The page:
CIOs' input needed

Nearly six years after the Clinger-Cohen Act was signed into law, setting the stage to reform federal information technology management and establish chief information officers at federal agencies, CIOs still are trying to elbow their way into the top managerial ranks in agencies. It's about time that they have a seat, and a prominent one at that, at agencies' top managerial tables.

As pointed out by numerous CIOs at FCW Media Group's Government CIO Summit this month, CIOs still struggle to have their voices heard when top agency managers create sweeping business plans or policies. As one CIO pointed out, his position wasn't even on the agency's organizational chart.

It's been a long struggle. One week after President Clinton signed the Clinger-Cohen Act into law on Aug. 8, 1996, one of the congressional authors of the law worried that the administration was not "focusing on the importance of the CIO."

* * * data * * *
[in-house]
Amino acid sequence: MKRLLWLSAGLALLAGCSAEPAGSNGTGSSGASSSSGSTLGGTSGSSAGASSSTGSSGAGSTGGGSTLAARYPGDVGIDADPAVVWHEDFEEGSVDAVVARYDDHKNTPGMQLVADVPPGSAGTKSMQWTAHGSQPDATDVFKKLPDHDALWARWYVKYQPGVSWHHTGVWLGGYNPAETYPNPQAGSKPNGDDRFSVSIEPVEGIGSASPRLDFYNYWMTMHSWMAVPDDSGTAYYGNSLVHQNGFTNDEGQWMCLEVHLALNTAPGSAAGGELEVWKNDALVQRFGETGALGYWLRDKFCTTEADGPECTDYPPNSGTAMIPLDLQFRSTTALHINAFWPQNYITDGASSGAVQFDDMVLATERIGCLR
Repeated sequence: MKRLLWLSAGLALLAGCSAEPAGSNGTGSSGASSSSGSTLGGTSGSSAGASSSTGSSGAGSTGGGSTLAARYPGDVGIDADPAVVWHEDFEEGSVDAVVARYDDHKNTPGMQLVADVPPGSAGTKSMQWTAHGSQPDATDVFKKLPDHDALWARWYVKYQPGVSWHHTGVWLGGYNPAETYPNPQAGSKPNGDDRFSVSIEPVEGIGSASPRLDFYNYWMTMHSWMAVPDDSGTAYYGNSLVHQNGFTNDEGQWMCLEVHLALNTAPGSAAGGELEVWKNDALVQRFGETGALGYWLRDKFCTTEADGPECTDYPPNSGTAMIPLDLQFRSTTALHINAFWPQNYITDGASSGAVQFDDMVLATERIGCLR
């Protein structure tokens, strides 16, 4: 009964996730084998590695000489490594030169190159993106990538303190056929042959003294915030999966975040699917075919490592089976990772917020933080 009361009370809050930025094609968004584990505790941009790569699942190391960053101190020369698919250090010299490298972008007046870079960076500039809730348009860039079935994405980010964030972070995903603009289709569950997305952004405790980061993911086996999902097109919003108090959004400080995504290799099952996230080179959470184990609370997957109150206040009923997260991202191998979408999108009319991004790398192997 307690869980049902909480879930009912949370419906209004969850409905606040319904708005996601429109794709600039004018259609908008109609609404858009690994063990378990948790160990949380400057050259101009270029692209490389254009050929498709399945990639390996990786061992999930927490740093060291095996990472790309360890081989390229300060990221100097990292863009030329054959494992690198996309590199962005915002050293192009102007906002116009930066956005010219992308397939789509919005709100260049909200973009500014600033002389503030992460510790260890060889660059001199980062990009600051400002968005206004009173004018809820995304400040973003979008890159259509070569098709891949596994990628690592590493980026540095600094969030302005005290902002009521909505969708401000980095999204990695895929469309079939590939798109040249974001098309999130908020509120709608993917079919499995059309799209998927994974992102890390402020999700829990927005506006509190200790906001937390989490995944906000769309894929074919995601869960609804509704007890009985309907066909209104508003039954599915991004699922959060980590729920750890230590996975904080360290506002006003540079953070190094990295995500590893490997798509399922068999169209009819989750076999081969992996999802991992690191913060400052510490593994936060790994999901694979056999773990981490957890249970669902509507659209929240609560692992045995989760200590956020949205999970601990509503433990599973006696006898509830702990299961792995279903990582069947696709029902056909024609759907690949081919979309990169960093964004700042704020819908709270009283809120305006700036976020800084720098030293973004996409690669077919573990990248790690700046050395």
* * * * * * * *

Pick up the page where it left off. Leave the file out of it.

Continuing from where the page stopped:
CIOs' lack of influence is doubly disconcerting given that President Bush's management agenda calls for agencies to "make the government a 'click and mortar' enterprise," according to Bush's fiscal 2003 budget request. And as pointed out by a senior Bush administration official, the other four topics in the agenda — strategic management of the workforce, competitive sourcing, improved financial performance, and budget and performance integration — all require strong IT components.

Mark Forman, Bush's chief e-government architect, and his team at the Office of Management and Budget have done a lot to raise the profile of IT and the CIO's role. But the message has not made it into agency secretaries' offices, CIOs say. Too often the CIO has no clout to truly help reform business processes, and policies are made without consulting the CIO or after the fact, when reform proposals are already on paper.

Without the chance to be a part of the team that decides how to reform government, IT failures and disappointments will continue. Including CIOs in the decision-making process will increase the probability of success for government reforms.

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